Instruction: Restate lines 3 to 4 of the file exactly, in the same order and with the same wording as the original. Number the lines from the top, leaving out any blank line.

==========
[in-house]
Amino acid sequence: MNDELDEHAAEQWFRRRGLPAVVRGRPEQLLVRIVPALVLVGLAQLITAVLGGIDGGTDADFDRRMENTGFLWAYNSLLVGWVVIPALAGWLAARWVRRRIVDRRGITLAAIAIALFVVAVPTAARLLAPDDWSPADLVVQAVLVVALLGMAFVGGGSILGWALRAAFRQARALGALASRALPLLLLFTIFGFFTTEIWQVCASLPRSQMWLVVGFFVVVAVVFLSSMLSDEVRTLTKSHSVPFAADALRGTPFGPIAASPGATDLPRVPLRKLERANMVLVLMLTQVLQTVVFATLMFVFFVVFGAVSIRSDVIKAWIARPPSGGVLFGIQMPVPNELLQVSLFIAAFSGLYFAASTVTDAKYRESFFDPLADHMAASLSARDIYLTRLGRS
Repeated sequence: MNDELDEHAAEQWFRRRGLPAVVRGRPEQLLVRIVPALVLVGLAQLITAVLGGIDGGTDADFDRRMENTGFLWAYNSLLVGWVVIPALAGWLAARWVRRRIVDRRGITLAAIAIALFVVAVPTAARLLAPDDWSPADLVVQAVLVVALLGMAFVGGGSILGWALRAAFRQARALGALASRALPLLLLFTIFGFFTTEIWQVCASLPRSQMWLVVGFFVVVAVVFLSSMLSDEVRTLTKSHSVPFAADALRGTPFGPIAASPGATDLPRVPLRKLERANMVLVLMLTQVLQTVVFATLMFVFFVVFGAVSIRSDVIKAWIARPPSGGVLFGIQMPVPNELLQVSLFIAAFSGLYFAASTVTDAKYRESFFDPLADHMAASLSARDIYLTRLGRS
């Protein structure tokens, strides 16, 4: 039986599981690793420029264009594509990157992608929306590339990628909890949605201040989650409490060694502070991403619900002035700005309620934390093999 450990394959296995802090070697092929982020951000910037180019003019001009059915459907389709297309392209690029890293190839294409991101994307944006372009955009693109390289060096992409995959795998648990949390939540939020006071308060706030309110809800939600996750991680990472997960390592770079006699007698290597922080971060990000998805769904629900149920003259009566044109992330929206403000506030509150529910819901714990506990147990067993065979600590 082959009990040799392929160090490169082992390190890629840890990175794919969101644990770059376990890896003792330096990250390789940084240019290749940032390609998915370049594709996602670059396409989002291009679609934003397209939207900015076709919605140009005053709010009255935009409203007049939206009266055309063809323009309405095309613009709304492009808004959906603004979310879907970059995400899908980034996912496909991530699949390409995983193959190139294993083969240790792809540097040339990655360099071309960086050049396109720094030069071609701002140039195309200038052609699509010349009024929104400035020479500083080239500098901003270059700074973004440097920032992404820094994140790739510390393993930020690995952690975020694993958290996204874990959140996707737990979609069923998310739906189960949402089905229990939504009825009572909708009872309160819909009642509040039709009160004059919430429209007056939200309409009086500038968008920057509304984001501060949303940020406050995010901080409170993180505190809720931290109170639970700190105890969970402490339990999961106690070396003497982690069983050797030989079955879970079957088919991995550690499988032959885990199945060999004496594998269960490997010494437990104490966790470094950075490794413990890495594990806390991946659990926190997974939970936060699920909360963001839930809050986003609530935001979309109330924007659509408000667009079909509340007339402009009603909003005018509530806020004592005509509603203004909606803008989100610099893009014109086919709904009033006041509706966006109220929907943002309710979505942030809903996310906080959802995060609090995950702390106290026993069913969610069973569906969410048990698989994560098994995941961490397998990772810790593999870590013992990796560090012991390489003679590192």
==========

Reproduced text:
Repeated sequence: MNDELDEHAAEQWFRRRGLPAVVRGRPEQLLVRIVPALVLVGLAQLITAVLGGIDGGTDADFDRRMENTGFLWAYNSLLVGWVVIPALAGWLAARWVRRRIVDRRGITLAAIAIALFVVAVPTAARLLAPDDWSPADLVVQAVLVVALLGMAFVGGGSILGWALRAAFRQARALGALASRALPLLLLFTIFGFFTTEIWQVCASLPRSQMWLVVGFFVVVAVVFLSSMLSDEVRTLTKSHSVPFAADALRGTPFGPIAASPGATDLPRVPLRKLERANMVLVLMLTQVLQTVVFATLMFVFFVVFGAVSIRSDVIKAWIARPPSGGVLFGIQMPVPNELLQVSLFIAAFSGLYFAASTVTDAKYRESFFDPLADHMAASLSARDIYLTRLGRS
């Protein structure tokens, strides 16, 4: 039986599981690793420029264009594509990157992608929306590339990628909890949605201040989650409490060694502070991403619900002035700005309620934390093999 450990394959296995802090070697092929982020951000910037180019003019001009059915459907389709297309392209690029890293190839294409991101994307944006372009955009693109390289060096992409995959795998648990949390939540939020006071308060706030309110809800939600996750991680990472997960390592770079006699007698290597922080971060990000998805769904629900149920003259009566044109992330929206403000506030509150529910819901714990506990147990067993065979600590 082959009990040799392929160090490169082992390190890629840890990175794919969101644990770059376990890896003792330096990250390789940084240019290749940032390609998915370049594709996602670059396409989002291009679609934003397209939207900015076709919605140009005053709010009255935009409203007049939206009266055309063809323009309405095309613009709304492009808004959906603004979310879907970059995400899908980034996912496909991530699949390409995983193959190139294993083969240790792809540097040339990655360099071309960086050049396109720094030069071609701002140039195309200038052609699509010349009024929104400035020479500083080239500098901003270059700074973004440097920032992404820094994140790739510390393993930020690995952690975020694993958290996204874990959140996707737990979609069923998310739906189960949402089905229990939504009825009572909708009872309160819909009642509040039709009160004059919430429209007056939200309409009086500038968008920057509304984001501060949303940020406050995010901080409170993180505190809720931290109170639970700190105890969970402490339990999961106690070396003497982690069983050797030989079955879970079957088919991995550690499988032959885990199945060999004496594998269960490997010494437990104490966790470094950075490794413990890495594990806390991946659990926190997974939970936060699920909360963001839930809050986003609530935001979309109330924007659509408000667009079909509340007339402009009603909003005018509530806020004592005509509603203004909606803008989100610099893009014109086919709904009033006041509706966006109220929907943002309710979505942030809903996310906080959802995060609090995950702390106290026993069913969610069973569906969410048990698989994560098994995941961490397998990772810790593999870590013992990796560090012991390489003679590192």